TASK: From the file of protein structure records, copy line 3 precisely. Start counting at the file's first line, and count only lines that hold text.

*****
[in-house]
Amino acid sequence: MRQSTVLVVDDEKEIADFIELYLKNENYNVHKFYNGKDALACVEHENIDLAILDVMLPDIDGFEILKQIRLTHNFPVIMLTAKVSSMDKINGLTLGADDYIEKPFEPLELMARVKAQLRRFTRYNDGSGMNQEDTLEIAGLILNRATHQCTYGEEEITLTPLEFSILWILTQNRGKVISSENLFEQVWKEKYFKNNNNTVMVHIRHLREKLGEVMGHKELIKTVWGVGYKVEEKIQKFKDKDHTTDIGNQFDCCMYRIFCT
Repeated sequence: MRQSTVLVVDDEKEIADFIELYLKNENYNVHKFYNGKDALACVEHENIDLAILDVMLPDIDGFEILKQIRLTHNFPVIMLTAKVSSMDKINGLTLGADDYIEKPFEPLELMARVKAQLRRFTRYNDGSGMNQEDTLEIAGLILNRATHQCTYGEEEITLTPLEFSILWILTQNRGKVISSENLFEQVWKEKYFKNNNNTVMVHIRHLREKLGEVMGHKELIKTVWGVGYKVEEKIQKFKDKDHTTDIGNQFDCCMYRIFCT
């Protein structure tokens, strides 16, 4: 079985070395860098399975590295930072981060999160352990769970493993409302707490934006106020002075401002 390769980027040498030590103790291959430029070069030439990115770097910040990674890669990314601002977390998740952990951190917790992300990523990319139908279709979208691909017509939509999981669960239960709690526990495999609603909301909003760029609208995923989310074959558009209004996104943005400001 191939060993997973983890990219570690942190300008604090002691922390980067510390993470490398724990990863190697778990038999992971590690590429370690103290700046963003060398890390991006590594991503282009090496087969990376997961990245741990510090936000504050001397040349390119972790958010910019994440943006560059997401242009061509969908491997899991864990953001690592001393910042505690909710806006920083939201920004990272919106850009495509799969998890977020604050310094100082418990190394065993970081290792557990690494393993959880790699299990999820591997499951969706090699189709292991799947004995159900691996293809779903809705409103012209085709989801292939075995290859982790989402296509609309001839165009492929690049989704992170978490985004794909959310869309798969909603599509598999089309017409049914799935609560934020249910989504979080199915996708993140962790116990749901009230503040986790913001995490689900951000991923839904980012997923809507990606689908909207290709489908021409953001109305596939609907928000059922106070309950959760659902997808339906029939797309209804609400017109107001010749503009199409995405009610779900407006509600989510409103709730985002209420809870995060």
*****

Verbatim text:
Repeated sequence: MRQSTVLVVDDEKEIADFIELYLKNENYNVHKFYNGKDALACVEHENIDLAILDVMLPDIDGFEILKQIRLTHNFPVIMLTAKVSSMDKINGLTLGADDYIEKPFEPLELMARVKAQLRRFTRYNDGSGMNQEDTLEIAGLILNRATHQCTYGEEEITLTPLEFSILWILTQNRGKVISSENLFEQVWKEKYFKNNNNTVMVHIRHLREKLGEVMGHKELIKTVWGVGYKVEEKIQKFKDKDHTTDIGNQFDCCMYRIFCT